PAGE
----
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The Physics of Seasteading


mathgeek15

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Next year I will be going to college for civil engineering and I can't wait. One of the people in my physics class is always asking me if I'm going to build an Atlantis. Ever since, I have been interested in the idea of building a floating city on water, called seasteading, which is what Atlantis was before it sank supposedly. Current engineers are looking into the idea, using a similar set up as oil rigs, which are held up on platforms that go down to the bottom. The issue is the cost and the politics of it.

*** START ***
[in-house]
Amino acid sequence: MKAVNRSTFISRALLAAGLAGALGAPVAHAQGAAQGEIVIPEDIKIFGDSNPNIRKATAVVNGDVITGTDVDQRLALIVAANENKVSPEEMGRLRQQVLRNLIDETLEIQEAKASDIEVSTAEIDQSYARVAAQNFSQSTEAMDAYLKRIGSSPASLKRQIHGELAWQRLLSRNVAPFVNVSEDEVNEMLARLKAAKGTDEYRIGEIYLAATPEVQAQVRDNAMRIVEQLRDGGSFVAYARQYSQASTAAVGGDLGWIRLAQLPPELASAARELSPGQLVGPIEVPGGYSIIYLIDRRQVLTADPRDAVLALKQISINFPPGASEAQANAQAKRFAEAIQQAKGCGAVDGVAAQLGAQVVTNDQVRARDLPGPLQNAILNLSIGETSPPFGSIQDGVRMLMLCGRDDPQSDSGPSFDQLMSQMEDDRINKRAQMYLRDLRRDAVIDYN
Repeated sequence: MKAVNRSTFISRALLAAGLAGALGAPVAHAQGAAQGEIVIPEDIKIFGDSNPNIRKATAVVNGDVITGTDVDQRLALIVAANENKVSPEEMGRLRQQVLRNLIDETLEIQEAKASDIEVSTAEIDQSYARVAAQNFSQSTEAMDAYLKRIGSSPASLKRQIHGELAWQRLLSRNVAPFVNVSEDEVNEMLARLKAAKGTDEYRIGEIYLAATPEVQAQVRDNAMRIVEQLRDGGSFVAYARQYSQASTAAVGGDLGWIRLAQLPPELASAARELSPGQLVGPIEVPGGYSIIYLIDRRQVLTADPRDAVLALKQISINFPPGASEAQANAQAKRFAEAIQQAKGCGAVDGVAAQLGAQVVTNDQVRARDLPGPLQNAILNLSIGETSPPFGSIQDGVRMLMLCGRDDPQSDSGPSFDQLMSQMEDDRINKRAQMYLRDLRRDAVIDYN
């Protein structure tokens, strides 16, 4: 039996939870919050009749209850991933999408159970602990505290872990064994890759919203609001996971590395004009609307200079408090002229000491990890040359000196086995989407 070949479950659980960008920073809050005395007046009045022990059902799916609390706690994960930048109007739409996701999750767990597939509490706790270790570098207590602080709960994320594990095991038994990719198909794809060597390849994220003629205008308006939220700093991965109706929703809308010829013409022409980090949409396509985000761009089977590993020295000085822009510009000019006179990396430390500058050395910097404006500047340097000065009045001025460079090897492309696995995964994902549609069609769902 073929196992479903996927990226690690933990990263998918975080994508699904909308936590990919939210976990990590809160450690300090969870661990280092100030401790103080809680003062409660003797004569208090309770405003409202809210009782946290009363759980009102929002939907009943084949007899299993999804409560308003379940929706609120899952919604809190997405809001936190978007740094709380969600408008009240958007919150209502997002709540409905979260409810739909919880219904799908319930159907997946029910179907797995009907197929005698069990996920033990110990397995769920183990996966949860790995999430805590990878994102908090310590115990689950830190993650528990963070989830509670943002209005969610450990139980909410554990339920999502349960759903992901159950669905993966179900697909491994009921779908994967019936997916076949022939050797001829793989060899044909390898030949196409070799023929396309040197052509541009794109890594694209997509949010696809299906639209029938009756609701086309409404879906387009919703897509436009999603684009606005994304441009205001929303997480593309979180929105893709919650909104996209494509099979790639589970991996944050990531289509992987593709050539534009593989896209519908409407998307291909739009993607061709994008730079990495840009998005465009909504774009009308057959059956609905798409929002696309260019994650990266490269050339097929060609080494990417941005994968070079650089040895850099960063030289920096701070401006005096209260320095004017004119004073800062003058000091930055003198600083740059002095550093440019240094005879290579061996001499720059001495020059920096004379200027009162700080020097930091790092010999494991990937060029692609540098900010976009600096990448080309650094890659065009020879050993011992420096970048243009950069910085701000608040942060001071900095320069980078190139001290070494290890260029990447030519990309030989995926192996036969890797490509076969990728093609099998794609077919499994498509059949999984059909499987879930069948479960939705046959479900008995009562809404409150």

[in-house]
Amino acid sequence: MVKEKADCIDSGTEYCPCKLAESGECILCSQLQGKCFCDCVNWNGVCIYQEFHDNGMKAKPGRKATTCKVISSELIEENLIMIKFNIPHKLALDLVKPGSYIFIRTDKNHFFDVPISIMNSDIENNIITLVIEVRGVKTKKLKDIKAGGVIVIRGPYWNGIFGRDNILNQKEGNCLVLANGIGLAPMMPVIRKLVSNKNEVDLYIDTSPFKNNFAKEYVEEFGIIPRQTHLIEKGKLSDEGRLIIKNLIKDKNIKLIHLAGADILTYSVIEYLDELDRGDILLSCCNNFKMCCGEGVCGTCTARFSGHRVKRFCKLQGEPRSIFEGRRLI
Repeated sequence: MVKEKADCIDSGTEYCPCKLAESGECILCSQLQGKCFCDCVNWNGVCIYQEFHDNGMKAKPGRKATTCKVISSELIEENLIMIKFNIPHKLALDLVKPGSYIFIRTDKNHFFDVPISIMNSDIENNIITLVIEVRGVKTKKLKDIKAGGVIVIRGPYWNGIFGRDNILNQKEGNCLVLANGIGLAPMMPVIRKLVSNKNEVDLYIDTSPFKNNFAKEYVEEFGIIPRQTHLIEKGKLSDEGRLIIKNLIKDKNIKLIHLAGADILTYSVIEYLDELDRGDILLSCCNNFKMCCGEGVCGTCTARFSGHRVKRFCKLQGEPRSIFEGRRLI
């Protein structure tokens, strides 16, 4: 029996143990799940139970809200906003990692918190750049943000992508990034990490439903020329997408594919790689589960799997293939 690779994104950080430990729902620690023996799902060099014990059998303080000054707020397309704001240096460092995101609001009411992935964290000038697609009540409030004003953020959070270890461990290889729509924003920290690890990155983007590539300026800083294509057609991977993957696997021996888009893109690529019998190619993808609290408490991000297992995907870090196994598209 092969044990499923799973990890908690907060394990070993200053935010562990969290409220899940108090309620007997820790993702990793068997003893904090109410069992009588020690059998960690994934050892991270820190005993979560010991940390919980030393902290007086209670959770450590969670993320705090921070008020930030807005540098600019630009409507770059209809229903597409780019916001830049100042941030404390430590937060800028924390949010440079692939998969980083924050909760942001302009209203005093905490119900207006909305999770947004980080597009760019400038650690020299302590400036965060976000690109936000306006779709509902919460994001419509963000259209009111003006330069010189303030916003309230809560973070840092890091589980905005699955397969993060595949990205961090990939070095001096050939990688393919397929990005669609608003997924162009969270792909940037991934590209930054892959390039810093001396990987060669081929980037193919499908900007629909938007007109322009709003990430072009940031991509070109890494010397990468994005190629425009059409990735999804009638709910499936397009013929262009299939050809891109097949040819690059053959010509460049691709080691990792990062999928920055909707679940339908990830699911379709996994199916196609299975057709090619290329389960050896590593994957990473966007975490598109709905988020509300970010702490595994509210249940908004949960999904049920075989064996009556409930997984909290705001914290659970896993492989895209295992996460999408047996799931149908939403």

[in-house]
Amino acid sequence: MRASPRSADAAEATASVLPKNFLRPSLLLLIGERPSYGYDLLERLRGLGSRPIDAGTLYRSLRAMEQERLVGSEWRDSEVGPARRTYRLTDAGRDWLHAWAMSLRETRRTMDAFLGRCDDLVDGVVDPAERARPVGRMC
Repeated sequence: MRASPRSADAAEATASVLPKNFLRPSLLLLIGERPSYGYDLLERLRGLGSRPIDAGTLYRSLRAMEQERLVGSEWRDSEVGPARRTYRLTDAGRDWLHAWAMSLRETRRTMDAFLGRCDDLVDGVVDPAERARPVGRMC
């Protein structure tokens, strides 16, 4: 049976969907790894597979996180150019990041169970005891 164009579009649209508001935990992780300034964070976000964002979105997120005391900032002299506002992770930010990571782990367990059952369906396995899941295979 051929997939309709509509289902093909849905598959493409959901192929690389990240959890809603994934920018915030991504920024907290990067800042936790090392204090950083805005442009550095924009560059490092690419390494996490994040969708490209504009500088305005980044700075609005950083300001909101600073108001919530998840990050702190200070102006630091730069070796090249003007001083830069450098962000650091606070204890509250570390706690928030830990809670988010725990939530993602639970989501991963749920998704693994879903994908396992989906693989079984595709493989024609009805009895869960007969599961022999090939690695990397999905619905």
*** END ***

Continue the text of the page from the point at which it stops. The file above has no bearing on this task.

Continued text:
There are floating bridges in existence, which use multiple air compartments so that in the case of a leak, the bridge will not collapse. However, these bridges are mostly used temporarily because it is not always the most stable or reliable. Thus, this same technology would not be possible. Not to mention that a car is a whole lot lighter than a city.

So are floating cities a possibility? I don't know, but I want to try. Even if it means taking all the floaties in the world and building a city on top. Think it will float?

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